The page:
jeudi 8 octobre 2009

Live Mocha part III

OK, so I've chatted to 6 people now. I almost feel like I'm having multiple affairs where I have to be careful not to get people's details mixed up (ie name, age, profession, city, etc) and trust me, this is so easy to do, especially when I don't even know what they look like since they don't have a proper photo in their avatar...

It's exhausting because I have to either stay up around midnight or later, or get up really early to catch anyone online but it's so much fun so it doesn't matter.

Even though the personalities are so different, it seems the same topics keep coming up.. I guess it's the same for any interaction between two strangers, either online or in real life. We inevitably talk about: our city - where we live, who we live with, our jobs - what we do, do we like it, what hours do we work, travelling - do we like to travel, where have we been etc..

I've come across a huge broad spectrum of jobs and I don't know if the French stereotype is true or not (about being on holidays or strikes all the time, and flexible working conditions) but I almost laugh when I think back and realise I've encountered: 1) someone who got a week's vacation for seemingly no apparent reason, 2) someone who's on a 2-3 day strike, 3) someone with slightly unusual working hours (1-9pm), 4) someone who's not on vacation at the moment but wishes they were...

We've also talked about job satisfaction, and one's passion...

From personal experience I do think that country people tend to be nicer than the city (Paris) people.. I know this is a huge generalisation but having lived in big cities all my life I think it's fairly accurate. Some people have been so mega polite and sweet it's unbelievable and 1 or 2.. well they aren't exactly rude, but in comparison to the others just seem so... city-like. One person even commented to me he didn't like Parisiens because they seemed so stressé all the time.

I'm learning some useful expressions too.. and beginning to see some of them turn up more than once.. like the strange Quand même which seems to mean "Really!" or "...anyway" when used at the end of a sentence.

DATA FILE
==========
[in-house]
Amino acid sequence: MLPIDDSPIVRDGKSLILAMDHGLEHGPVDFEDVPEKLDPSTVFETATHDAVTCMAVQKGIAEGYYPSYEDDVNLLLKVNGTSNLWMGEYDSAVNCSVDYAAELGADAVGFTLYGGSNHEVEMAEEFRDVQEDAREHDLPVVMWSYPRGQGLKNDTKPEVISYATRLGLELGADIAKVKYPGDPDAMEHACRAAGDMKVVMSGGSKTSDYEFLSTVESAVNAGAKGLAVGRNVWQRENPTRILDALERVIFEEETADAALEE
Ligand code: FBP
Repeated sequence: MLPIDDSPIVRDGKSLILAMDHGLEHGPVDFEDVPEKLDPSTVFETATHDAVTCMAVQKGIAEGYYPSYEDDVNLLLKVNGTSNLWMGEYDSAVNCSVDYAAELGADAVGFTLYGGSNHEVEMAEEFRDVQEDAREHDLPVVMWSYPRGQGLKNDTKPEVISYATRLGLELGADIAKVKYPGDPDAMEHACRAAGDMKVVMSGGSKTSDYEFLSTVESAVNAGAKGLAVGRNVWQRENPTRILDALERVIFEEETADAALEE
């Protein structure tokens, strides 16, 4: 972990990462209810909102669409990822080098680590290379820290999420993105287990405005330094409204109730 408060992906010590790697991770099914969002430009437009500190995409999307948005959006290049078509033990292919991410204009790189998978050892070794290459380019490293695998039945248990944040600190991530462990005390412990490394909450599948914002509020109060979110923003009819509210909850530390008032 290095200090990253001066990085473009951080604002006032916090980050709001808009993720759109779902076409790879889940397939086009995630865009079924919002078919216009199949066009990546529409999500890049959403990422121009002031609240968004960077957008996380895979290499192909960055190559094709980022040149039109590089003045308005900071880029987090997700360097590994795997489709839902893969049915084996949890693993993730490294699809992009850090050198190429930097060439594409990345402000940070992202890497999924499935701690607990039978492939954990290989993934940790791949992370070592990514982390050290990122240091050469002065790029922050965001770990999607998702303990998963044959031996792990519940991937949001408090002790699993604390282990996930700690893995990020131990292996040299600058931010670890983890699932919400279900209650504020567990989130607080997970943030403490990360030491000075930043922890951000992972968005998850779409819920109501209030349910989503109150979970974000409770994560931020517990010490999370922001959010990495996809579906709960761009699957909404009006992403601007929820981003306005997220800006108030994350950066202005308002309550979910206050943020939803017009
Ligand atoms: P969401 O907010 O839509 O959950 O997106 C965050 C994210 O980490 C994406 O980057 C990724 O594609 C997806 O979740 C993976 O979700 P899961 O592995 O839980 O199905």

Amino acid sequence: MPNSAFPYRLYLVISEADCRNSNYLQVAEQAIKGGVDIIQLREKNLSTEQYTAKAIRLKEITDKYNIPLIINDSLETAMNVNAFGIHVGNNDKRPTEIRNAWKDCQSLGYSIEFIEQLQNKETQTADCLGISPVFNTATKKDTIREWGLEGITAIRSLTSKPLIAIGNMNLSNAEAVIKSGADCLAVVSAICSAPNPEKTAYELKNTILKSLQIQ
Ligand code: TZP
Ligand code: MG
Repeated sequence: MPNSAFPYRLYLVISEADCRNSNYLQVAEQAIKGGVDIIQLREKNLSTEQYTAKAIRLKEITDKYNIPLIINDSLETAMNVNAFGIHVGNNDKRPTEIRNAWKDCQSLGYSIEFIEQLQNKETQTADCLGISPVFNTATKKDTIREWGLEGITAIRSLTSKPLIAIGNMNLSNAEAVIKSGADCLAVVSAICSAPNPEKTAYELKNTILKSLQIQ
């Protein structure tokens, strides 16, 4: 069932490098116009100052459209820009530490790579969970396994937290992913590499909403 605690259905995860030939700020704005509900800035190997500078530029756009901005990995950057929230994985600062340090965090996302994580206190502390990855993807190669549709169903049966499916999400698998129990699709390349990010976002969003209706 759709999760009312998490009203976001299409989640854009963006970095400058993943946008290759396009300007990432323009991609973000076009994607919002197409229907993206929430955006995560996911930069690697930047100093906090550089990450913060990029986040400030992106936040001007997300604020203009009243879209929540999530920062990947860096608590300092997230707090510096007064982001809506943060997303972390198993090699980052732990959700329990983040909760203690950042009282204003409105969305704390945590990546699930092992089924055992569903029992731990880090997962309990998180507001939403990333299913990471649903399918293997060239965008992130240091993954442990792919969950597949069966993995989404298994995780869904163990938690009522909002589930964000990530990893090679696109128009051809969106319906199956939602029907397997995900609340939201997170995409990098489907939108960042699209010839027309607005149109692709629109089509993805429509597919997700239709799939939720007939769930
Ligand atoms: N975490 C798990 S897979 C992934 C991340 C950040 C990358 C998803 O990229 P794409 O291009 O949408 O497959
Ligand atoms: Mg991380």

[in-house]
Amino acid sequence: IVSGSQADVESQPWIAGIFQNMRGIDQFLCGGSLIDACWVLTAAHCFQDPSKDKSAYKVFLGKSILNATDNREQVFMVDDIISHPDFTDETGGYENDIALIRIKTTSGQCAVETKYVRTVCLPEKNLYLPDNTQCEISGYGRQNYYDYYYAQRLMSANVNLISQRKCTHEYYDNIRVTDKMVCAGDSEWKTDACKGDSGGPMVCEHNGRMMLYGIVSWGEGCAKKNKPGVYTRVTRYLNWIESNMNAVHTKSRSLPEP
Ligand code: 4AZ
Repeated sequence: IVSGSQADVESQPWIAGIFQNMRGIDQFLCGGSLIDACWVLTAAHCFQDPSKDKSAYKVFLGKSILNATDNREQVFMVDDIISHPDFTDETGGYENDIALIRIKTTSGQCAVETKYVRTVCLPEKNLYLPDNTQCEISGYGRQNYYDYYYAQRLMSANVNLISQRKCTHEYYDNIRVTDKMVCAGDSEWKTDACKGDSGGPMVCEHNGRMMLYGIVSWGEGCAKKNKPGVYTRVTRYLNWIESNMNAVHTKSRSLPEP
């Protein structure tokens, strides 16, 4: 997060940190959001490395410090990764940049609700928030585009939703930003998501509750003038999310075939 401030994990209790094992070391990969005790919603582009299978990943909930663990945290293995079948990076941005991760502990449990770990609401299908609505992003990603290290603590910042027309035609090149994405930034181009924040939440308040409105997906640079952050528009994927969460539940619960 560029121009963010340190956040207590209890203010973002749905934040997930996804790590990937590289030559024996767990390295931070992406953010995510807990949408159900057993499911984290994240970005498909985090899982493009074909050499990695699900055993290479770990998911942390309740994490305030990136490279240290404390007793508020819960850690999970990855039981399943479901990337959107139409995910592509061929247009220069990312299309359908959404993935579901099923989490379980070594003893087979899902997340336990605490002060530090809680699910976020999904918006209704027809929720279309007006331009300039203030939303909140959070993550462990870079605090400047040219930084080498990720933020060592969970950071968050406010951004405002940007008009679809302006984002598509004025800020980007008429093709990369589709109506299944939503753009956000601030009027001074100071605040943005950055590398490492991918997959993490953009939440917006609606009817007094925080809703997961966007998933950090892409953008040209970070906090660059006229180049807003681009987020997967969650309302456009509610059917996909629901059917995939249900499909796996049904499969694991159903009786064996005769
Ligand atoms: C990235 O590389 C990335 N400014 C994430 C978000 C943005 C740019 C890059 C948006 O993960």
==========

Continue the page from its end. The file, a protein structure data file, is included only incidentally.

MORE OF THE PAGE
I read somewhere that French people don't like to greet each other the same way, and don't like to use the same word twice in a sentence. This has happened to me many times whereby if I said, "Salut" they would say "Bonjour" and if I said "Bonjour" they would say "Salut". Since I'm only talking to people around the same age as me, and since the internet is not exactly a formal situation, we always use the tu form with each other. The first time I didn't know which form to use (tu or vous) and just waited till the other person initiated but I read somewhere that it's common for people on the internet to just use tu with each other (especially with younger people), even though they are obviously strangers.

With one person we've only ever 'spoken' in English, and with another only in French but with the others it's a bit of half and half. I try to use French where possible but when it's taking me way too long to think out the sentence I just use English. I'm a very fast typer (we're talking more than 100wpm) and it's really challenging when my fingers can move this fast and my brain is struggling to keep up. So many times I've pressed *enter* and seen all my grammatical and spelling errors on the screen tout de suite.. but I guess it's the only way to learn. If I ask them, they usually correct it for me too which is good, it's a great way to learn and remember what not to do! Admittedly I spend more time chatting than language learning but the good thing about the chats is that I can save them and re-read them later. I can re-read what they've written and pick up useful expressions or little bits of grammar or vocabulary here and there.

This TV5 video explains quand même, but the explanation is all in French.


Enregistrer un commentaire

Related Posts with Thumbnails